A visitor walks at the “daydream” exhibition. Photos by courtesy of hesign, Design Society
Visitors at the “daydream” exhibition.
IMPACTFUL graphic design can provide surprising insight. Even if you don’t fully understand the messages the designers are transmitting, you can still sense the visual power projected from a poster, a book cover, a company logo or a type font.
At a newly opened graphic design exhibition in Shenzhen, Berlin-based Chinese designer He Jianping (aka Jumping He) covers the huge walls of a 1,200-square-meter hall with his past works, perfectly projecting visual communications to his viewers.
Titled “daydream,” the exhibition reviews He’s graphic design achievements in the past 25 years and displays his works in nine sections: “Montage,” “The Indistinct,” “The Mountains and the Water,” “Face,” “Typography,” “Art,” “Reading,” “Identity” and “Curation.”
“The core of graphic design is transmitting ideas or messages through two-dimensional visuals. So I pasted all the exhibits on the walls, not displaying them in cabinets, to let visitors experience a two-dimensional visual world,” He explained.
As a veteran graphic designer, inspiration and new ideas remain a challenge for him and he describes his process of thinking as “daydreaming.” “Daydream is between dreaming and awakening: We can’t think when we are dreaming, nor dream a dream when we are awake. In daydreaming, new ideas can be sparked through my divergent reviews of what I have experienced,” he explained about the exhibition title.
He’s answer may refer to his experiences in China and Germany and his habit of collecting every relevant item in his work, which have contributed to his designs.
Born in Fuyang, Hangzhou City in 1973, He received solid training in arts and crafts at the China Academy of Art in Hangzhou and then studied graphic design at the Berlin University of the Arts. He obtained his Ph.D. in cultural history at the Free University of Berlin in 2011.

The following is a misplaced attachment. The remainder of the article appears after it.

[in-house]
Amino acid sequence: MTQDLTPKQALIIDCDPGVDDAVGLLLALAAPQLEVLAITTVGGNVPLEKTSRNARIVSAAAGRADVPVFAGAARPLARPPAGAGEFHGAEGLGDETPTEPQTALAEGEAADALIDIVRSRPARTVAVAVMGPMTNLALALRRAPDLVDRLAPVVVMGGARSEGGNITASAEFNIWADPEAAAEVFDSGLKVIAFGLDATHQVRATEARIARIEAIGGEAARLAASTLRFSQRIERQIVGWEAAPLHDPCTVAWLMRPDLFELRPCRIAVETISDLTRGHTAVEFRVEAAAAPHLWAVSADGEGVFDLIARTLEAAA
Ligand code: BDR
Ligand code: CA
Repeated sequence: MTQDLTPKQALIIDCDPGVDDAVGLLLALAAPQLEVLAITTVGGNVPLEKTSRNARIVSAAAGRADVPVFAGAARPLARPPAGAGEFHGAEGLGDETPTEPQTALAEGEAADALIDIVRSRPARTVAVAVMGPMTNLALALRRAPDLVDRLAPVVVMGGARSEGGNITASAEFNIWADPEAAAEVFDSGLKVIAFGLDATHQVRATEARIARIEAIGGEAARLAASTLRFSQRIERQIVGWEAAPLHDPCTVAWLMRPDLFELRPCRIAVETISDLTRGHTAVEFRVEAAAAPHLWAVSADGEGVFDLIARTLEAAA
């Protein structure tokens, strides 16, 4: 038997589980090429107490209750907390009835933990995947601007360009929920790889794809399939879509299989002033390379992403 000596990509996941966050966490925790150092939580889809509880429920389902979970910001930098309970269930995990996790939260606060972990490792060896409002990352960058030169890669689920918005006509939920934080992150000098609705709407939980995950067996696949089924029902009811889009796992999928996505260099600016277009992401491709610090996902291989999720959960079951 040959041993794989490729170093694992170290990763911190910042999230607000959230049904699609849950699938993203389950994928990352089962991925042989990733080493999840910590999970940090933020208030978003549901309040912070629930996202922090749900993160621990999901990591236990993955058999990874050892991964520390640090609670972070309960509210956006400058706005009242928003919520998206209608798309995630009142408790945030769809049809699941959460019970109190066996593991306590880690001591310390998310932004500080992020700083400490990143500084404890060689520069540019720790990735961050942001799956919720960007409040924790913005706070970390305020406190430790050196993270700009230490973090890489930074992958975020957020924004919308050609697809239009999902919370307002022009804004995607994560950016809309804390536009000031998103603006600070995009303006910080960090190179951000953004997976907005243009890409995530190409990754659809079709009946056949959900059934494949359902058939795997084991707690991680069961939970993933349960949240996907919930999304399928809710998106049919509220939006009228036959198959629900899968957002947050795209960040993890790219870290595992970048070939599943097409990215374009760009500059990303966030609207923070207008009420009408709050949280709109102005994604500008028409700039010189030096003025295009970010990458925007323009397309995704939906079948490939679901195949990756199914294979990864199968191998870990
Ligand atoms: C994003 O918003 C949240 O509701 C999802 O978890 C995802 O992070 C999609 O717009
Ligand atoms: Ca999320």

His early graphic design works were set in a photomontage style by rearranging and overlapping two or multiple images into a composite one. This dramatic effect can direct a viewer’s mind toward specific connections.
Not satisfied with following the footsteps of photomontage graphic designers in Germany, He began to blend a blurring effect and the Chinese ink painting style in his designs. Mountains and rivers in his hometown Fuyang became his handy resources and his early-year training in Chinese calligraphy and ink paintings helped him incorporate this style into graphic design with ease.
He has taught at the Berlin University of the Arts and the China Academy of Art. His works have been globally awarded, such as the Gold Prize at the International Poster Biennale in Poland, Red Dot Design Award in Germany, Gold Prize at Joseph Binder Award in Austria, German Design Award and the Yellow Pencil of D&AD in Britain.
“I received higher education at two art colleges, I taught at two art colleges, and I designed posters, publications and exhibitions for some artists. My understanding in contemporary art has also influenced me in graphic design,” he said.
Along with He’s past design works, his drafts, letters, notes, publications and diaries, as well as critics’ articles, are also on display. He said that he used to focus on visual effects in graphic design but after he studied cultural history for his Ph.D., he perceived that messages behind images are more important, and viewers’ receiving of images, their comprehension of messages and their mood when seeing images should also be considered by graphic designers.
Dates: Until May 30
Venue: Shenzhen UCCN Center, 2/F, Sea World Culture and Arts Center, Nanshan District (南山区海上世界文化艺术中心二楼联合国教科文组织展馆)
Metro: Line 2 to Sea World Station (海上世界站), Exit A